Nursing Assistants in Nursing Homes: Partners in Quality Improvement

“NAs know where the quality gaps lie.”

I loved working in a skilled nursing facility—the long-term relationships with residents and their families, the chance to really hone in on nursing basics, the opportunity to learn about life from people who had seen it all.

But what finally drove me away from this work was the mediocre quality of care in two different “homes” where I was on staff. I was angry and frustrated, and even after several years in nursing, still too inexperienced to understand what I could have done to make things better.

Including nursing assistants in QI projects: ‘crucial to success.’

Today, care is slowly changing. Nursing homes are now required to post on the web certain data about their patient outcomes (https://www.medicare.gov/nursinghomecompare/search.html), and to implement quality improvement (QI) initiatives. But have we regarded QI projects as the province of RNs and administrators only? In this month’s AJN, Kathleen Abrahamson and colleagues make the following observation:

“…nearly all changes driven by QI in work processes, schedules, approaches to care, or documentation will either affect or be carried out by nursing assistants. Thus, including NAs in QI efforts is crucial to their success.”

The truth of this statement is so clear, it might be called a “no-brainer.” As the authors point out, NAs have the most frequent […]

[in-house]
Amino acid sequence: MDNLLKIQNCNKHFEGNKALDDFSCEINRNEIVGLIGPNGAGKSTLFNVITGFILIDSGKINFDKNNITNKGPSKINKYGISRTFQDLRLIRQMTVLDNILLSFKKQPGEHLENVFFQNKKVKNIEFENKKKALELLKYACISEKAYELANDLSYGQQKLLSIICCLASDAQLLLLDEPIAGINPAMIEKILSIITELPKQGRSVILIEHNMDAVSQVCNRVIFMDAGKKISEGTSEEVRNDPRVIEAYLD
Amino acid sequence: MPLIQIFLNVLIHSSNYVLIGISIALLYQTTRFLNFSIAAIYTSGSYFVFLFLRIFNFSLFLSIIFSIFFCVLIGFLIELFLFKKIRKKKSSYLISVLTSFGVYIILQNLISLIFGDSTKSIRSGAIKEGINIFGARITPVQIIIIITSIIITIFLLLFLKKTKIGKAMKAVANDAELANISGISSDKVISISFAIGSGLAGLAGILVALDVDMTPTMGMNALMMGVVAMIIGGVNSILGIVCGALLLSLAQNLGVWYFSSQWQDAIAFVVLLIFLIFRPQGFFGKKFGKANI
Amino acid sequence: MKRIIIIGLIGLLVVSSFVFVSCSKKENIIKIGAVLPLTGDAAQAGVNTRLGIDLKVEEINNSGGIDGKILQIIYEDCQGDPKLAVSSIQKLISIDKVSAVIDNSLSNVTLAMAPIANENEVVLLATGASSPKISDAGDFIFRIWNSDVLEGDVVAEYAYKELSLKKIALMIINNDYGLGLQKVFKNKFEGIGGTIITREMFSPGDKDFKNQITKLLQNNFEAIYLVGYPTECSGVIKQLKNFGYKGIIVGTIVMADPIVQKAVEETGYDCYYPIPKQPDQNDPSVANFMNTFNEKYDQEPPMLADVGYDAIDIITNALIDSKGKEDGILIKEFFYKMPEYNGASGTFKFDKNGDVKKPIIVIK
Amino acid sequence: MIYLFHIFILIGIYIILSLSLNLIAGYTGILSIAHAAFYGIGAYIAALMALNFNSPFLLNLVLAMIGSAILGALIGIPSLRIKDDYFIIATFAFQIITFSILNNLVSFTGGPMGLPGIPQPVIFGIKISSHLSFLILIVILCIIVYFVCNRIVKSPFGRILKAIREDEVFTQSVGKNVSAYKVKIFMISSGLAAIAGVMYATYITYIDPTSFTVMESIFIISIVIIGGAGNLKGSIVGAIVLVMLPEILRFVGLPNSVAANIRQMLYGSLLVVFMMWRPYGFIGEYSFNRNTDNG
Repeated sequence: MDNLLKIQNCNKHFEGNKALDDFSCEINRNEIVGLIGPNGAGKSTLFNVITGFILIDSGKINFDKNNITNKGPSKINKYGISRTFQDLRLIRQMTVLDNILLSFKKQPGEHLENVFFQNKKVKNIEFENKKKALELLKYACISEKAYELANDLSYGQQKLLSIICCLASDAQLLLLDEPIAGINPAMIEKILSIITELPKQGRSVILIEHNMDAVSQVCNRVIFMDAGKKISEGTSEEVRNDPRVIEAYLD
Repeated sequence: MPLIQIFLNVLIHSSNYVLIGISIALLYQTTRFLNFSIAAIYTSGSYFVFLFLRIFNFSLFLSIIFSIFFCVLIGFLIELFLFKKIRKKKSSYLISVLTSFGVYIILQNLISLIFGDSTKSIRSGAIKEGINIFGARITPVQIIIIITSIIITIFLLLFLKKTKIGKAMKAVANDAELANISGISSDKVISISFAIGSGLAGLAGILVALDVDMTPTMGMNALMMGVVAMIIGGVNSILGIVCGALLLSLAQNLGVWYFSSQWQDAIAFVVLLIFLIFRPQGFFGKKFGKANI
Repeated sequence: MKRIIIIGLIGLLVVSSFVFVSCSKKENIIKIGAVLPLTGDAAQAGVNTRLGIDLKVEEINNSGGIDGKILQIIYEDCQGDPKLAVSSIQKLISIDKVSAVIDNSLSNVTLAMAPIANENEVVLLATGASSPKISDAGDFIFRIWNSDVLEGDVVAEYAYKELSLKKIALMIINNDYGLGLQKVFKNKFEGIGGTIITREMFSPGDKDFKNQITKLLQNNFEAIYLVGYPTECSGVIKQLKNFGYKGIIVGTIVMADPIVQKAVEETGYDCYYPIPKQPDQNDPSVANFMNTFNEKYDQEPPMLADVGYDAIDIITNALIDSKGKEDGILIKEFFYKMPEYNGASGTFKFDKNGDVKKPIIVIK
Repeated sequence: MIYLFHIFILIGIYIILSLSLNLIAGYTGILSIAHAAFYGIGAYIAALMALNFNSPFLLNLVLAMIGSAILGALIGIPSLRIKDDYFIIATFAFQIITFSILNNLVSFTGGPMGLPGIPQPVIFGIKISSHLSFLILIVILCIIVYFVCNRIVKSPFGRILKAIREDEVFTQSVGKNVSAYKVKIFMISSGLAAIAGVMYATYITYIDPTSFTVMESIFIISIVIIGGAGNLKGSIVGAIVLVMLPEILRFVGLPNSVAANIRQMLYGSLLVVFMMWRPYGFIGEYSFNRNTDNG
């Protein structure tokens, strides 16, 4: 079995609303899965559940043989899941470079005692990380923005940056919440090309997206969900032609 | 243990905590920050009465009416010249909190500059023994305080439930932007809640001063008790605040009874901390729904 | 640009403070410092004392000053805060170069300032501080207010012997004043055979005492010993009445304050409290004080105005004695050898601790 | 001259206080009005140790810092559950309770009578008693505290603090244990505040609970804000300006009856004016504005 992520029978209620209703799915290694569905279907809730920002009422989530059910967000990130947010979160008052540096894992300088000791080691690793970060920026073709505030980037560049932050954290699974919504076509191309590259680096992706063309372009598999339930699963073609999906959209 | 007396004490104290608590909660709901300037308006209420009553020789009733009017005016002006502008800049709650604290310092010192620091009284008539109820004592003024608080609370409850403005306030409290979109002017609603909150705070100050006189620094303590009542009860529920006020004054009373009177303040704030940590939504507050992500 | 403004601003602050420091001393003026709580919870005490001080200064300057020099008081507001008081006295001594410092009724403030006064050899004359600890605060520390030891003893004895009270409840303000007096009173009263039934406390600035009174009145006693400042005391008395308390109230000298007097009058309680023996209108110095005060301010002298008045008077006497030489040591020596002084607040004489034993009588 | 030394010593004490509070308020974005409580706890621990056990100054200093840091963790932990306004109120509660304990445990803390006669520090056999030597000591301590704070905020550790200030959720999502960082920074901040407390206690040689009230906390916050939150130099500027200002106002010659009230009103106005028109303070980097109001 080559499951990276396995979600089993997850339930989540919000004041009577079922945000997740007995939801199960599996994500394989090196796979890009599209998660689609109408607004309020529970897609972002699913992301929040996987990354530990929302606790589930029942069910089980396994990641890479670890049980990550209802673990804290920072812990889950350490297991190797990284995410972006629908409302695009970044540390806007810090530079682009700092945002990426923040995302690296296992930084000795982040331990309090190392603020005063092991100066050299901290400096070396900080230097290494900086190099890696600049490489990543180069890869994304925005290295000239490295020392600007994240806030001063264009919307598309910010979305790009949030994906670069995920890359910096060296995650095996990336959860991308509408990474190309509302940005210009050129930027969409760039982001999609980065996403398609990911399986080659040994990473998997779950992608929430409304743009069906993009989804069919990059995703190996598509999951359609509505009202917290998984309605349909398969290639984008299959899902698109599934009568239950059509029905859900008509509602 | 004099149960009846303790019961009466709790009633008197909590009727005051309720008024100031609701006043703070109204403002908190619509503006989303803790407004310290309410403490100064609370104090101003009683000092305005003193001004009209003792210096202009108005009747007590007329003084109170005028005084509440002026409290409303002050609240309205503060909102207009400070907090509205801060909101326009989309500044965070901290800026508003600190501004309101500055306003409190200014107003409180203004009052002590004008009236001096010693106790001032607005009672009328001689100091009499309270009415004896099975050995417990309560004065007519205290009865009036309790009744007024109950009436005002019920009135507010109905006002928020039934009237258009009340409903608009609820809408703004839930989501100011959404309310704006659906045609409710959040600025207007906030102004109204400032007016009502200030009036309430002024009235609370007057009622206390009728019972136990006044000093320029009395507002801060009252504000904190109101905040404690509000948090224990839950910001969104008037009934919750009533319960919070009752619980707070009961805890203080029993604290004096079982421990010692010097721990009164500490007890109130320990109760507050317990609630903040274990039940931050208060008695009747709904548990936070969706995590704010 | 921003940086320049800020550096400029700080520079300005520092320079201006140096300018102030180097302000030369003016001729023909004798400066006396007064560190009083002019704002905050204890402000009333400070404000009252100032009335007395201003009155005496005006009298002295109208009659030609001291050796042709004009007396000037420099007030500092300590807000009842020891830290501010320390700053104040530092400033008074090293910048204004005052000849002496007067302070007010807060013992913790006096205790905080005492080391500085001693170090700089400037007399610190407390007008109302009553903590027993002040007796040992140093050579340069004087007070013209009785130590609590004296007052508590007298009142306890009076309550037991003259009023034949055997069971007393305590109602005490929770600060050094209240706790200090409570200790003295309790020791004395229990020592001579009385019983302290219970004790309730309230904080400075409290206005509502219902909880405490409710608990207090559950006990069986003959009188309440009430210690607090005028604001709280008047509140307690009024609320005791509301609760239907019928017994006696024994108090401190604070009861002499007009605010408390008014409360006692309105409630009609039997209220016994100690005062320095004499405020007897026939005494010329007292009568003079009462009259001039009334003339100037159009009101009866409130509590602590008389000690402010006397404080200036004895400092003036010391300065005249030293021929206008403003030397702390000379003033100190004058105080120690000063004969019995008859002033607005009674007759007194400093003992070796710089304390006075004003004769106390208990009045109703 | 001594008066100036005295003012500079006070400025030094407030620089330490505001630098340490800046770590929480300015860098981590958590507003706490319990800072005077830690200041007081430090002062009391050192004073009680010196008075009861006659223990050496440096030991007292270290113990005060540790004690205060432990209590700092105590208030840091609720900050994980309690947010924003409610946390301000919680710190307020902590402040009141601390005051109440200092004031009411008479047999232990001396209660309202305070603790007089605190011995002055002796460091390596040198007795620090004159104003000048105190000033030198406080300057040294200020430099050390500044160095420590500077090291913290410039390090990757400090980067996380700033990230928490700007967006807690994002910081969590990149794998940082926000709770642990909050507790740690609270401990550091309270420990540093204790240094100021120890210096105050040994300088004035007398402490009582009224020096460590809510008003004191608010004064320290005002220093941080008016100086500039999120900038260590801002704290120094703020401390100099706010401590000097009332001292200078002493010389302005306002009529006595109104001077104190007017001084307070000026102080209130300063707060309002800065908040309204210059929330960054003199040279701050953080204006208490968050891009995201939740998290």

Avoiding the Chaos of Unit Transfers

Photo by Photographer’s Mate 2nd Class Johansen Laurel, U.S. Navy.

Patient transfers between units can be less than orderly, resulting in miscommunication and frustration. Most ICU nurses have a war story (or two) that quickly comes to mind if asked about a memorable admission to their unit from the OR or recovery unit. I recall one instance, when I was a clinical nurse specialist covering critical care, in which I received a frantic call at 11:30 am from the ICU nurse manager.

Apparently, the ICU had been told they would receive a patient from recovery at about 2 pm. With this in mind, the ICU had arranged to transfer a patient out to a med-surg unit just after noon. The ICU manager had worked out the transfer time with the med-surg nurse manager to allow the med-surg RN to return from lunch before the transfer, and also to give the ICU nurse a chance to have lunch and prepare the equipment in the ICU slot for the new patient after it was cleaned by housekeeping.

But as it happened, the recovery nurse manager called the ICU at 11:30 am to say her unit needed the bed and the new patient would be transferred to the ICU in 15 minutes instead of […]

Low Physical Activity Among Chinese American Immigrants with Prediabetes and Type 2 Diabetes

“…compared with the general population, people who have or are at risk for type 2 diabetes are significantly less likely to engage in regular physical activity.”

On this month’s cover, group practices tai chi during snowfall in Shenyang, China. ©Photo Reuters/Stringer.

We all know that physical activity is important for maintaining health—for everyone. It’s especially important to prevent or manage prediabetes and type 2 diabetes.

AJN’s February research feature, “Physical Activity Among Chinese American Immigrants with Prediabetes or Type 2 Diabetes,” takes a special look at the issue among Chinese American immigrants. Diabetes is the fifth leading cause of death among Asian Americans, so researchers wanted to investigate what this population’s knowledge of and barriers to physical activity might be.